50th anniversary of the moon landing

Fifty years ago, the relationship of people to the moon changed forever in a way our ancestors could scarcely have imagined.  For millennia, people all over the world had watched the moon, worshipped it, immortalised it in poetry and song, attributed all kinds of influences to it, and acquired scientific understanding of it.  On 21 July 1969, hours after landing their spacecraft on 20 July, two human beings actually walked on it.

This moment has become iconic, and it’s not hard to imagine the impact it must have had at the time.  Twenty per cent of the world’s population watched the ghostly glowing images of Buzz Aldrin and Neil Armstrong taking those “giant steps for mankind” (and this at a time when there was far less electronic imagery in people’s lives than there is now).  It was the subject of the BBC’s first ever all-night broadcast, and even fifty years later still boasts the fifth largest TV audience of all time.

Knowing that the mission of Apollo 11 was successful, it is hard to remember that at the time this success was far from taken for granted; President Nixon’s speech writer prepared a just-in-case address to be read if the two astronauts failed to get back safely to their craft and had to be abandoned to a lunar death.  In the event, the joy of the interplanetary phone call in which Nixon congratulated them as they stood on the moon was sustained by their safe return.

The cumbersome movements of the heavily-suited men on the moon’s surface was the culmination of the 15-year-old Space Race, one of the key battles of the Cold War – after the Soviet Union’s Yuri Gagarin became the first man to enter outer space in 1961, the USA was determined not to lose out on another extra-terrestrial “first”.

As always, our special Biography Collection at Kensington Central Library doesn’t disappoint, and has yielded a host of astronauts, cosmonauts, astronomers, space engineers and astrophysicists for this month’s display.  We can read Buzz Aldrin’s own descriptions of his moon walk in his evocatively titled “Magnificent Desolation”, in which he also writes movingly of the painful struggles of his life on earth.  We have some books produced (in English) in the Soviet Union – a 1962 edition of the memoirs of “Hero of the Soviet Union – Soviet Cosmonaut no. 1” Yuri Gagarin, and another from 1979 with the story of the Soviet side of the Space Race described in dramatic prose.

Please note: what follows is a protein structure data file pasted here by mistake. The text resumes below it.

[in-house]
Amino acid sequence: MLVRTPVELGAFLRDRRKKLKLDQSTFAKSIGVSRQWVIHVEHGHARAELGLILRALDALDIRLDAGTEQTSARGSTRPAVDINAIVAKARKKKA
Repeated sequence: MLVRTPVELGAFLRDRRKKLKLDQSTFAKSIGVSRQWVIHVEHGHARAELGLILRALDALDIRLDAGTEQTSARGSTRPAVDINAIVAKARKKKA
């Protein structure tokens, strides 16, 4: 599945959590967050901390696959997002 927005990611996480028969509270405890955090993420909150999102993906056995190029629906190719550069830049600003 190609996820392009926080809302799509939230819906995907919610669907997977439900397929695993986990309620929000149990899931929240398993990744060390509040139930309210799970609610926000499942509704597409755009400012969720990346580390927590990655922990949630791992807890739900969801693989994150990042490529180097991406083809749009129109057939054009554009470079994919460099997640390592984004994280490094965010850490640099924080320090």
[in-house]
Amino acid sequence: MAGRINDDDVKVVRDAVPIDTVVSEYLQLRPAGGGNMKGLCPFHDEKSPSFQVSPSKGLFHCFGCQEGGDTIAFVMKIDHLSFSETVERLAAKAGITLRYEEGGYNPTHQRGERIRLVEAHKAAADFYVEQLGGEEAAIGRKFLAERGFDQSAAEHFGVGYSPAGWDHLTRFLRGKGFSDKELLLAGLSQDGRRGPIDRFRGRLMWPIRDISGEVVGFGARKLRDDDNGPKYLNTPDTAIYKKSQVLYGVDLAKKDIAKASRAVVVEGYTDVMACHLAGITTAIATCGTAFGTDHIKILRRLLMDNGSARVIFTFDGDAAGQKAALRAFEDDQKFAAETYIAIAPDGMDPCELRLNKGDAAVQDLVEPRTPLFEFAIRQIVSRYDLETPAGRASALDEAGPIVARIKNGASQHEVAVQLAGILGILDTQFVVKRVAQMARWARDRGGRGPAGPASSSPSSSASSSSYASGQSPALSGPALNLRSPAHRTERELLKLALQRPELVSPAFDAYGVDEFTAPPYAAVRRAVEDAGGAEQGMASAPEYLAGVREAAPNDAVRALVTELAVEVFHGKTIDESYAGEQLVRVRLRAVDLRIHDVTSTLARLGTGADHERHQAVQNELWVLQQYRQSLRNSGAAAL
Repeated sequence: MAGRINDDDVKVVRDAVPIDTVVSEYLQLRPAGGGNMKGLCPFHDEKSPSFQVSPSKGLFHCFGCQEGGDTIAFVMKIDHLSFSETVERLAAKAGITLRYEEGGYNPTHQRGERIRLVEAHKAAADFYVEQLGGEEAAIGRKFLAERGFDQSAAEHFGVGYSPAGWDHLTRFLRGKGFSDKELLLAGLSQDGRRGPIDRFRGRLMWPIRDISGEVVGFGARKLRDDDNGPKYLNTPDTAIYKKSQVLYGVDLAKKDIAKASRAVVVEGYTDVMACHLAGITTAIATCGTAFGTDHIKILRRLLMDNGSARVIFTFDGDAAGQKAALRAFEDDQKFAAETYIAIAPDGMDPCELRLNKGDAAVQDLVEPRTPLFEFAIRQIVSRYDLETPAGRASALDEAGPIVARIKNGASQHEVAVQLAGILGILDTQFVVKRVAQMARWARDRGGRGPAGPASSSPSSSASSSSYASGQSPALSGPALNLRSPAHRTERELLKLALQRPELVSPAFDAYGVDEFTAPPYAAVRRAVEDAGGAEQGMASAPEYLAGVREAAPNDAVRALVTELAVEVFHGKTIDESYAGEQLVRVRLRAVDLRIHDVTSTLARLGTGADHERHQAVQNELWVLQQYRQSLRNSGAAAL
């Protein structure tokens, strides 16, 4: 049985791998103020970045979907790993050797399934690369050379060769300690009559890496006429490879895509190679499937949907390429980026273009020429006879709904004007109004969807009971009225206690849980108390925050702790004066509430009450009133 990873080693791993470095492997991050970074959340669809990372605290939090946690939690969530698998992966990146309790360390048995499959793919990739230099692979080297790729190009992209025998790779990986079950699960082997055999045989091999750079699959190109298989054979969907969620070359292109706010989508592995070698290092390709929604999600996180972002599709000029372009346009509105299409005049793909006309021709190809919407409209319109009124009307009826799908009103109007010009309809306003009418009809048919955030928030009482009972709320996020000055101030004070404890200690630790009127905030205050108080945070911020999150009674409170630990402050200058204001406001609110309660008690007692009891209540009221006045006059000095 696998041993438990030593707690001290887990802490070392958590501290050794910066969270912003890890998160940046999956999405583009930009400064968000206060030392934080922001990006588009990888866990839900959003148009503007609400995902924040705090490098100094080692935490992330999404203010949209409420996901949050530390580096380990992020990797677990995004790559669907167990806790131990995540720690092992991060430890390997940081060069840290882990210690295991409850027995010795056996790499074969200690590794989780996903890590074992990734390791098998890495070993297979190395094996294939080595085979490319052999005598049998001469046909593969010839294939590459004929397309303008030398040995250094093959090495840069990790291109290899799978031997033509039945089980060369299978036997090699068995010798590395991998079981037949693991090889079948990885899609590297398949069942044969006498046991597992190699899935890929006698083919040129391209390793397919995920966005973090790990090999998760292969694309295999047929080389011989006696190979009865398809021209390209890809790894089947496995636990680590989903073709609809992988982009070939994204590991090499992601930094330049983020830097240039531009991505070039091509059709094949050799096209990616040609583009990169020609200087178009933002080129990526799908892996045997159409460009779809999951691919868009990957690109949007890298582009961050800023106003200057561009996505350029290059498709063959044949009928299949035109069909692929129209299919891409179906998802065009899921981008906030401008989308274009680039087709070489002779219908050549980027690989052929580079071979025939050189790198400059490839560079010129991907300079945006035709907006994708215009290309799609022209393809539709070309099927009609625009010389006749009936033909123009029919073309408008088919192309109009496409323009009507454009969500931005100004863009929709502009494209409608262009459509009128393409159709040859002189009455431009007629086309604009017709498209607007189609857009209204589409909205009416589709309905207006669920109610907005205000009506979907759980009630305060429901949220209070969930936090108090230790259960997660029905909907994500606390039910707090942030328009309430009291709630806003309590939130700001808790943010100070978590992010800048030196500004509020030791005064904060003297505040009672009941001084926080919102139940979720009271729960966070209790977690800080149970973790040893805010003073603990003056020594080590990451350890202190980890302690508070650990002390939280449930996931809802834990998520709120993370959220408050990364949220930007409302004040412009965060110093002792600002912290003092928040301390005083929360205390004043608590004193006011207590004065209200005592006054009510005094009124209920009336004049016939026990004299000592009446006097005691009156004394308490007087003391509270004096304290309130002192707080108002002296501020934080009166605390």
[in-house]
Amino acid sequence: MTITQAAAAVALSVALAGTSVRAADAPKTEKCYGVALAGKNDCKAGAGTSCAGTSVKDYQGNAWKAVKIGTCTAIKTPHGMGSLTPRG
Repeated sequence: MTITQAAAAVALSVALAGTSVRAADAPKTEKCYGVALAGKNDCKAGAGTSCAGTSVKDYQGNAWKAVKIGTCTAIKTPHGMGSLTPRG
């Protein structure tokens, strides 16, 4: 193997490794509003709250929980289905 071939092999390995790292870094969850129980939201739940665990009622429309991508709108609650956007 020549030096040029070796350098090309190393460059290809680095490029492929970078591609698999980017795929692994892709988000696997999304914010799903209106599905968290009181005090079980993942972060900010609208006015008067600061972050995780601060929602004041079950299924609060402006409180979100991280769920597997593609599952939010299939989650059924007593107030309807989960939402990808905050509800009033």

We have some fascinating biographies of some of the men and women whose scientific work helped pave the way for the moon landing  –  like Cecilia Payne-Gaposchkin, sometimes called “the greatest woman astronomer of all time”, and Subrahmanyan Chandrasekhar, winner of the Nobel Prize for Physics in 1983, who was still a teenager when his formulation of the “Chandrasekhar Limit” led to the discovery of neutron stars and black holes.

Placing the moon landing within its context in the history of science, we have some wonderful books on the great minds who moved forward understanding of the universe in previous centuries – find Newton, Einstein, Corpenicus, Kepler, Galileo and Hawking in biographies that illuminate all their faces and phases.

Space exploration will continue to develop – and, despite having been walked on by mere mortals, the moon retains its mysterious beauty, and continues to inspire love songs.  That hazily-filmed moment in 1969 still haunts all those who witnessed it live, and still resonates with the sense of how tiny we are, and how great we can be.

Claudia, Kensington Central Library

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Victorian diaries in our Biography Collection

Our special Biography Collection at Kensington Central Library is home to many different kinds of biographical book, and that includes a large number of diaries.  These provide a very special kind of insight into a people’s lives.

Some diaries have become vital parts of the world’s heritage and have been read by millions, like those of Anne Frank and Samuel Pepys.  Some are the private jottings of ordinary people, whose experience of key moments in history have made them invaluable witnesses.  Others, kept by the famous, may have been written with at least one eye on posterity, or may have been intended to be private, and now afford a glimpse behind the public mask.

Diaries can mix records of hugely significant events and musings on enormous philosophical questions with the minutiae of everyday life – so the Pre-Rapahelite artists documented by William Michael Rossetti debate the meaning of art one minute and complain about faulty stovepipes, sore throats and toothache the next (many diaries reveal the chronic discomfort of life in earlier periods), and George Bernard Shaw meticulously records the prices of the train tickets, newspapers and ginger beer he purchased on the way to lecture engagements at which he speculated about the future of humanity.